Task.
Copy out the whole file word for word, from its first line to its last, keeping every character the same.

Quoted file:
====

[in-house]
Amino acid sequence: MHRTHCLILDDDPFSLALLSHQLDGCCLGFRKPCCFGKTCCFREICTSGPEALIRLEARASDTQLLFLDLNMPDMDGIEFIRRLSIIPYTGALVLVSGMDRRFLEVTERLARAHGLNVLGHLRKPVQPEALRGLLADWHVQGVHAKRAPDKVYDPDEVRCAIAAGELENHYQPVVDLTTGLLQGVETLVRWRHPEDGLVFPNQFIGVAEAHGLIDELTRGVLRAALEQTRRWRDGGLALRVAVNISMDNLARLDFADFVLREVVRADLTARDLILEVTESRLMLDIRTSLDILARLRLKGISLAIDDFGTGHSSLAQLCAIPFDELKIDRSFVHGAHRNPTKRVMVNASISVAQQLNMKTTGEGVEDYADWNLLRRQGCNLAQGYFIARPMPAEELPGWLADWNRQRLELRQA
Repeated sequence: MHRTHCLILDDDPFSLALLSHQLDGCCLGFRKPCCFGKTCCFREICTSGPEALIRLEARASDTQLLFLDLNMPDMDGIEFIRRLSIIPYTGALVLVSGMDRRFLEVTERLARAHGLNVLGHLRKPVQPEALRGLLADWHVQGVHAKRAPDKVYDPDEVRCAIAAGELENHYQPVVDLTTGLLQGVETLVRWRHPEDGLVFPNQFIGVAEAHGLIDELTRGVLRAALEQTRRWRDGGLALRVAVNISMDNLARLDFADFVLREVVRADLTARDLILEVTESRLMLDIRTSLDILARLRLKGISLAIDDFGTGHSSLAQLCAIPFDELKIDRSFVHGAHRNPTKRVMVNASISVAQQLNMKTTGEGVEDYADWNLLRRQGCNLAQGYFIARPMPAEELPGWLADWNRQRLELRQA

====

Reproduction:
[in-house]
Amino acid sequence: MHRTHCLILDDDPFSLALLSHQLDGCCLGFRKPCCFGKTCCFREICTSGPEALIRLEARASDTQLLFLDLNMPDMDGIEFIRRLSIIPYTGALVLVSGMDRRFLEVTERLARAHGLNVLGHLRKPVQPEALRGLLADWHVQGVHAKRAPDKVYDPDEVRCAIAAGELENHYQPVVDLTTGLLQGVETLVRWRHPEDGLVFPNQFIGVAEAHGLIDELTRGVLRAALEQTRRWRDGGLALRVAVNISMDNLARLDFADFVLREVVRADLTARDLILEVTESRLMLDIRTSLDILARLRLKGISLAIDDFGTGHSSLAQLCAIPFDELKIDRSFVHGAHRNPTKRVMVNASISVAQQLNMKTTGEGVEDYADWNLLRRQGCNLAQGYFIARPMPAEELPGWLADWNRQRLELRQA
Repeated sequence: MHRTHCLILDDDPFSLALLSHQLDGCCLGFRKPCCFGKTCCFREICTSGPEALIRLEARASDTQLLFLDLNMPDMDGIEFIRRLSIIPYTGALVLVSGMDRRFLEVTERLARAHGLNVLGHLRKPVQPEALRGLLADWHVQGVHAKRAPDKVYDPDEVRCAIAAGELENHYQPVVDLTTGLLQGVETLVRWRHPEDGLVFPNQFIGVAEAHGLIDELTRGVLRAALEQTRRWRDGGLALRVAVNISMDNLARLDFADFVLREVVRADLTARDLILEVTESRLMLDIRTSLDILARLRLKGISLAIDDFGTGHSSLAQLCAIPFDELKIDRSFVHGAHRNPTKRVMVNASISVAQQLNMKTTGEGVEDYADWNLLRRQGCNLAQGYFIARPMPAEELPGWLADWNRQRLELRQA